What I wasn’t used to before that age was the power I had to confound adults. I discovered this when I began to ask questions that they couldn’t answer, and I intuited that it wasn’t because they didn’t want to tell me, or because they didn’t think I was old enough to understand. It was because they didn’t know the answers. Their flummoxed looks propelled me to my first real comprehension of what it meant to be “advanced”.

So that summer I went from being the youngest kid in the first year of a gifted junior high school program to being the oldest kid at daycare. My school classmates were girls on the verge of teen angst, focused on clothes, makeup, and rock stars, and I was one of them. My daycare companions were children singing nursery rhymes, and I was one of them too. I straddled the border of childhood and adolescence, alternating between playing with Barbies and reading 500 page novels.

I can’t blame my parents for the incongruence. They didn’t know what to do with this bookworm they had spawned, and anyway they were caught up in the last stages of denial before their divorce. I don’t even think they were aware that I was staying up late on weekends watching Emmanuelle and Happy Hooker movies on Cinemax on the black and white TV with cable that they bizarrely allowed in my room. It probably didn’t occur to them that I knew what sex was at that age, or where to find it on television. (Of course, cable TV being a fairly new thing in Alabama in 1982, they may not have known where to find it themselves.) They may have realized the daycare was less than ideal, but felt it was safer than allowing me to be a latchkey kid at 10.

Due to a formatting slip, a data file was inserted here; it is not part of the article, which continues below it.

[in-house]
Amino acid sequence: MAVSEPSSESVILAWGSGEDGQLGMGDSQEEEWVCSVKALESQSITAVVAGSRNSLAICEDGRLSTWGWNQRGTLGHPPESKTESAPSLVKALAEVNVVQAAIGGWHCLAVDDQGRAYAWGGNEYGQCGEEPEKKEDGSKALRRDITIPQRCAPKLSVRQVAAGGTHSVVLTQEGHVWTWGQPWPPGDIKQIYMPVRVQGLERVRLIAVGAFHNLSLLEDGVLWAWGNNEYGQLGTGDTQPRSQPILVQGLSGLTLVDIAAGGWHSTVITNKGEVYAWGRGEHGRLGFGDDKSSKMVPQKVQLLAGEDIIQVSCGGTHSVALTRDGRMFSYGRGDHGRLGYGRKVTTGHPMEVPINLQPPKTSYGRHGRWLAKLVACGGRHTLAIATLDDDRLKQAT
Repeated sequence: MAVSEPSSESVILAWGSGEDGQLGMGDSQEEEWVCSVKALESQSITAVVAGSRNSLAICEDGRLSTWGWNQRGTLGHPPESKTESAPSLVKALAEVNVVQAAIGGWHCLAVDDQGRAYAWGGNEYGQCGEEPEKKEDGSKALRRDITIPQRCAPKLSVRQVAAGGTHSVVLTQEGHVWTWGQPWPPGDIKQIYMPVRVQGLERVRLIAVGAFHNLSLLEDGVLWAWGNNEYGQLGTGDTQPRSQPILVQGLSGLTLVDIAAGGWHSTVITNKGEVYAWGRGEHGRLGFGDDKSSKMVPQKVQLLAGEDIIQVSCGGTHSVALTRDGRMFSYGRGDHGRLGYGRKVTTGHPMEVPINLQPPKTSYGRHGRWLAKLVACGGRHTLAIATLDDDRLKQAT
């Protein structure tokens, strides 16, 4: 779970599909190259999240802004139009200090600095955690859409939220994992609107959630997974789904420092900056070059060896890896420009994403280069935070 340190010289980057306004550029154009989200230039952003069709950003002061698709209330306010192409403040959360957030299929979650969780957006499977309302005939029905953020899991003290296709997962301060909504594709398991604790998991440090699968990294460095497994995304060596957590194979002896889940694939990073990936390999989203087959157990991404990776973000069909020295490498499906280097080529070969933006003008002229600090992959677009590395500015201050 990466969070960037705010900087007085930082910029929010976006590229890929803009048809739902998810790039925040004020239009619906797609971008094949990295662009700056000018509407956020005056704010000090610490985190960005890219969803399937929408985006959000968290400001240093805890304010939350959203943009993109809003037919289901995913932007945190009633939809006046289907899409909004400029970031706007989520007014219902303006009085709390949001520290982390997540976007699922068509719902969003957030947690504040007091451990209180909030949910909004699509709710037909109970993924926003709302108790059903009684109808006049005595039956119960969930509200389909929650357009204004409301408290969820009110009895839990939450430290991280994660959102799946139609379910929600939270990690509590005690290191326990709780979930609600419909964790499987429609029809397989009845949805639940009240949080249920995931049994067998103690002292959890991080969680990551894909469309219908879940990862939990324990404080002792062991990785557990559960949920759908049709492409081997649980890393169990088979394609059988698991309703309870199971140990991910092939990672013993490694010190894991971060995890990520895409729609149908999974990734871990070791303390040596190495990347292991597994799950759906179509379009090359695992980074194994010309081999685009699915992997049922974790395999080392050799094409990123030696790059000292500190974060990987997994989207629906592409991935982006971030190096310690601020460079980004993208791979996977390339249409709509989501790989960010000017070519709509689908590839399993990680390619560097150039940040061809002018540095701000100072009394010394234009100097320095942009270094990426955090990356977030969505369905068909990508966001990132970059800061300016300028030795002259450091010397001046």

It seems arbitrary what the memory selects for storage and what it deletes. I remember that all the kids in daycare (myself included) loved it when we had chicken & dumplings for lunch. I remember that a couple of the older kids and I played a lot of Uno with one of the staff members, who always had a beautiful manicure. I can’t remember her name or her face, just her hands, holding Uno cards. I can’t remember the name of a single person in that place, but I remember that it was a big old split-level house with pukey green carpet and wood paneling, and a dilapidated playground across the street. Mostly I remember boredom, and indignation, and wishing I was older.

I spent most of my childhood and adolescence waiting for my life to catch up to me.

(Originally posted on LiveJournal 9/13/07. I'll be posting some "greatest hits" from LJ here, just to try to get all my writing in one place.)